Tackling a Suicide Bomber Captain Florent Groberg Saved Lives and Was Awarded the Medal of Honor

Left: Florent Groberg patrols the city streets of Asadabad, Afghanistan, on Feb. 9, 2010. Right: Florent Groberg received the Medal of Honor on November 12, 2015.

Soldiers in war are repeatedly faced with complex decision making under stressful and ambiguous circumstances – with life and death hanging in the balance. The situation is then profoundly complicated when serving and fighting amongst an active and innocent civilian population.

Captain Florent Groberg was serving as the Commander of a Personal Security Detachment tasked with protecting over 20 coalition and Afghan leaders when he faced such a decision. While escorting them to the Governor’s mansion, he noticed an Afghan male walking suspiciously towards them. Rather than shoot and risk killing an innocent, he rushed toward the approaching man. As Groberg neared him, he realized it was a combatant wearing a suicide vest. With little time to think and lives at risk, Groberg tackled the man. The suicide vest exploded, throwing Groberg 20 feet away. When he awoke, he had become the nation’s newest recipient of the Medal of Honor.

From France to America

Florent Groberg was born in 1983 Poissy, France to a French mother of Algerian descent. Groberg did not speak English until he was 11. Then, having gained an American stepfather, the family made their way to the US. There, he sharpened his English and grew up as a typical American boy. He went on to attend college at the University of Maryland and later joined the Army in 2008. After gaining his commission and working through subsequent training, Groberg joined the 4th Infantry Division at Fort Carson, Colorado.

He was sent to Afghanistan in 2009 where he served primarily in the Kunar Province. However, it was not that deployment where he earned his revered place in military history although he did serve with distinction. Returning home in 2010 he continued to serve with the 4th Division as a Company XO. Then in 2011, he was appointed Commander of the brigade Personal Security Detachment of the 4th Infantry Brigade Combat Team.

By February 2012, he was back in Kunar Province, Afghanistan as part of Task Force Mountain Warrior. It was there he earned his distinction with an act of inexplicable gallantry that saved the lives of countless men. A meeting had been organized between coalition and Afghan leaders at the provincial governor’s compound in Asadabad. Groberg’s mission was to ensure everyone arrived safely and it was obviously a mission he took seriously.

Andrew Mahoney and Florent Groberg.
Andrew Mahoney and Florent Groberg.

Sacrificing Everything for the Mission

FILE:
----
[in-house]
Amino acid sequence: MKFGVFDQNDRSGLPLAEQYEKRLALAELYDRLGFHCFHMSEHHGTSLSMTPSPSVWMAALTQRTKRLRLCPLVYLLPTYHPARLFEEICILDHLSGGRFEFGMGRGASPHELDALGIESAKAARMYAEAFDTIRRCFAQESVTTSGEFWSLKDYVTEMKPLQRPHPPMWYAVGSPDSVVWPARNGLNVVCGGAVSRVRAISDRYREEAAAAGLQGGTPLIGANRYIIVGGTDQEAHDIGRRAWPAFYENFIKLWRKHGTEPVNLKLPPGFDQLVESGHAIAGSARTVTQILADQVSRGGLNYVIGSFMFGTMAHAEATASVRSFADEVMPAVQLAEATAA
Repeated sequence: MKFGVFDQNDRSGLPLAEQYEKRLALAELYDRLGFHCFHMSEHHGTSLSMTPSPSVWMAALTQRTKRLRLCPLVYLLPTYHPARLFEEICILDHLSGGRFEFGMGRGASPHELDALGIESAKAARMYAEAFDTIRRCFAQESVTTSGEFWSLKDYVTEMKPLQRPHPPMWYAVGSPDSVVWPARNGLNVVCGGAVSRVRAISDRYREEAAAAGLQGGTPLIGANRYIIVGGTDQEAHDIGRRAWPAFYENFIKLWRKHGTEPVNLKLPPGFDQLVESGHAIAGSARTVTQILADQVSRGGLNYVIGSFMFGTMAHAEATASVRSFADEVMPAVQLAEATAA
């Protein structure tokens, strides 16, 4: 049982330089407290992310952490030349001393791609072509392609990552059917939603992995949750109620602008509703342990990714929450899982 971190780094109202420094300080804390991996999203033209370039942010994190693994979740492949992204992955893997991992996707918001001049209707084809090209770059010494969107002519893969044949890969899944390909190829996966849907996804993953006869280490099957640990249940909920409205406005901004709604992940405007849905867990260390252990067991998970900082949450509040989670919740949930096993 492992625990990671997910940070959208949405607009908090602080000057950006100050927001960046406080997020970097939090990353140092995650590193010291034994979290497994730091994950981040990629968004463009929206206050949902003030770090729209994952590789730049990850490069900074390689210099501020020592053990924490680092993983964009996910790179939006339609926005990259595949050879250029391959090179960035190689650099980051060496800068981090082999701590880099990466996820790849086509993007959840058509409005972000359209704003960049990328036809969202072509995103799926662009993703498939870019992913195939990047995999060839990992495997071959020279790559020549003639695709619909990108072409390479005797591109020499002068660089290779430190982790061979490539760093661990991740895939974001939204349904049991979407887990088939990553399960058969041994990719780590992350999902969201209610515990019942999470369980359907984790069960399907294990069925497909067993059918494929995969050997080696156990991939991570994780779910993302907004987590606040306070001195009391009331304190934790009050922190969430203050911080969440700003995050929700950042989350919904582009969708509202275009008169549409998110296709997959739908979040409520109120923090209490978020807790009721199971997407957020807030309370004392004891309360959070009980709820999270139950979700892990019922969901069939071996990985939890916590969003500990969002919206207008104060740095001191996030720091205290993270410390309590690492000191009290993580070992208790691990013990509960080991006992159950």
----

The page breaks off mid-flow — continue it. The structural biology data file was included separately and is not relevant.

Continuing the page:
On the morning of August 8, 2012, Florent Groberg was escorting 28 Afghan National Army and coalition leaders. Included were many military commanders so if the Taliban were to make a successful strike it would be a terrible blow to the coalition. Arriving at the governor’s compound required a risky foot patrol from a Forward Operating Base known as FOB Fiaz.

As the patrol came upon the compound, they encountered a known choke point due to a bridge along the path. Halting and taking stock of the situation, Groberg noticed irregularities. While the presence of Afghan civilians was a normal occurrence, he saw two motorcycles approaching the bridge. Remarkably, the riders dismounted and took off running in different directions.

Alerted, Groberg observed a single individual approaching the group while walking backward. Whether it was a civilian or combatant was a decision Groberg had to make quickly. As Groberg approached him the individual turned towards Groberg and he saw a large bulge under the man’s clothing. Groberg rushed toward the individual and upon reaching him, confirmed it was a suicide attack. Calling for help from another soldier, Groberg pushed the man away from the group. That is when Groberg paid a hefty price for his gallantry.

Groberg with President Obama, his parents Klara and Larry Groberg, and friend, Matthew Sanders, on September 11, 2012 at Walter Reed National Medical Center.
Groberg with President Obama, his parents Klara and Larry Groberg, and friend, Matthew Sanders, on September 11, 2012 at Walter Reed National Medical Center.

Stepping into Military History

As Groberg tackled the bomber, the suicide vest detonated throwing Grobert over 20 feet away and sending shrapnel into the closest members of the group. Unfortunately for them, there was a second suicide bomber in waiting. Fortunately, the blast caused the second suicide bomber to explode prematurely.

The blasts killed three US military personnel and a US Foreign Service Officer, but the bulk of the group of over 28 military leaders survived unscathed. Were it not for the courage and gallantry of Captain Florent Groberg it could have been a military disaster. Miraculously, Groberg survived. He suffered the loss of nearly 50 percent of his left calf muscle, nerve damage, and a traumatic brain injury.

After recovering for over two years at Walter Reed Medical Center, Groberg retired in 2015.

However, his story was not over. On November 12, 2015, Captain Florent Groberg received the nation’s highest military honor from the President of the United States. America was not the country of Groberg’s birth, but it was the country that he was determined to defend. In doing so, he earned a hallowed place in Military History and the eternal appreciation of 28 military leaders who entrusted their lives to him.

Jeff Edwards

Jeff Edwards is one of the authors writing for WAR HISTORY ONLINE